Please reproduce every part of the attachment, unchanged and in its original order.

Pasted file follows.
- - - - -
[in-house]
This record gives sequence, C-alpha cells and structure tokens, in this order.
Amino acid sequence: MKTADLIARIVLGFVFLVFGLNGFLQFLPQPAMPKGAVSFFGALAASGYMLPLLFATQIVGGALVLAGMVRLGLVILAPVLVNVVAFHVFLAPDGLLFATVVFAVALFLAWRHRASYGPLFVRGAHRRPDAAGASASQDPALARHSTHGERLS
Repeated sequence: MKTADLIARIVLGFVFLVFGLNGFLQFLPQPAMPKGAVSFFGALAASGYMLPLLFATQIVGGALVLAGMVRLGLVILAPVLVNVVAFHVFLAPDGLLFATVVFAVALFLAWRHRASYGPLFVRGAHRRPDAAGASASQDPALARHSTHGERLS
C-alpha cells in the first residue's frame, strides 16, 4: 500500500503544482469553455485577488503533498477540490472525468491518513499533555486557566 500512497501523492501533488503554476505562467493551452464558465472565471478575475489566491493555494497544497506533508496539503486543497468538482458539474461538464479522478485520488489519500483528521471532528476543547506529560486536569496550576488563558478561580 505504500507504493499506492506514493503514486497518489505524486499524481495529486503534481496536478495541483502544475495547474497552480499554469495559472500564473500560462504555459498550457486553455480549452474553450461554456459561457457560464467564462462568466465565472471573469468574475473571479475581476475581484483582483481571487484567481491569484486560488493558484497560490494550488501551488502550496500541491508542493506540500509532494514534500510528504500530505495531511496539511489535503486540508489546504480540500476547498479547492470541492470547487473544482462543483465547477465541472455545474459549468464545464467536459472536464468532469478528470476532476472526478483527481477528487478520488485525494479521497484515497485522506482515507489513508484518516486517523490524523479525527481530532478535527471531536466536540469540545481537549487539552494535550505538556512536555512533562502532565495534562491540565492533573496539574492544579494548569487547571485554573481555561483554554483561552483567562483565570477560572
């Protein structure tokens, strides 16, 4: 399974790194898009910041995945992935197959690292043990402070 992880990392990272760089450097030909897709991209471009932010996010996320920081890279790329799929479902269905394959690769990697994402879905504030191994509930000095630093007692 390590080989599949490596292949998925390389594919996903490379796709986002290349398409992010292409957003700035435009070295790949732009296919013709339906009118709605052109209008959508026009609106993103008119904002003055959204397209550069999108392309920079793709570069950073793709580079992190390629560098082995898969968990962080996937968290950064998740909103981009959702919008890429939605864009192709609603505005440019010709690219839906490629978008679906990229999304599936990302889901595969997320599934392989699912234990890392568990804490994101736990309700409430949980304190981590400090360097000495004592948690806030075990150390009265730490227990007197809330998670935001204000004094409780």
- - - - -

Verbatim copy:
[in-house]
This record gives sequence, C-alpha cells and structure tokens, in this order.
Amino acid sequence: MKTADLIARIVLGFVFLVFGLNGFLQFLPQPAMPKGAVSFFGALAASGYMLPLLFATQIVGGALVLAGMVRLGLVILAPVLVNVVAFHVFLAPDGLLFATVVFAVALFLAWRHRASYGPLFVRGAHRRPDAAGASASQDPALARHSTHGERLS
Repeated sequence: MKTADLIARIVLGFVFLVFGLNGFLQFLPQPAMPKGAVSFFGALAASGYMLPLLFATQIVGGALVLAGMVRLGLVILAPVLVNVVAFHVFLAPDGLLFATVVFAVALFLAWRHRASYGPLFVRGAHRRPDAAGASASQDPALARHSTHGERLS
C-alpha cells in the first residue's frame, strides 16, 4: 500500500503544482469553455485577488503533498477540490472525468491518513499533555486557566 500512497501523492501533488503554476505562467493551452464558465472565471478575475489566491493555494497544497506533508496539503486543497468538482458539474461538464479522478485520488489519500483528521471532528476543547506529560486536569496550576488563558478561580 505504500507504493499506492506514493503514486497518489505524486499524481495529486503534481496536478495541483502544475495547474497552480499554469495559472500564473500560462504555459498550457486553455480549452474553450461554456459561457457560464467564462462568466465565472471573469468574475473571479475581476475581484483582483481571487484567481491569484486560488493558484497560490494550488501551488502550496500541491508542493506540500509532494514534500510528504500530505495531511496539511489535503486540508489546504480540500476547498479547492470541492470547487473544482462543483465547477465541472455545474459549468464545464467536459472536464468532469478528470476532476472526478483527481477528487478520488485525494479521497484515497485522506482515507489513508484518516486517523490524523479525527481530532478535527471531536466536540469540545481537549487539552494535550505538556512536555512533562502532565495534562491540565492533573496539574492544579494548569487547571485554573481555561483554554483561552483567562483565570477560572
């Protein structure tokens, strides 16, 4: 399974790194898009910041995945992935197959690292043990402070 992880990392990272760089450097030909897709991209471009932010996010996320920081890279790329799929479902269905394959690769990697994402879905504030191994509930000095630093007692 390590080989599949490596292949998925390389594919996903490379796709986002290349398409992010292409957003700035435009070295790949732009296919013709339906009118709605052109209008959508026009609106993103008119904002003055959204397209550069999108392309920079793709570069950073793709580079992190390629560098082995898969968990962080996937968290950064998740909103981009959702919008890429939605864009192709609603505005440019010709690219839906490629978008679906990229999304599936990302889901595969997320599934392989699912234990890392568990804490994101736990309700409430949980304190981590400090360097000495004592948690806030075990150390009265730490227990007197809330998670935001204000004094409780």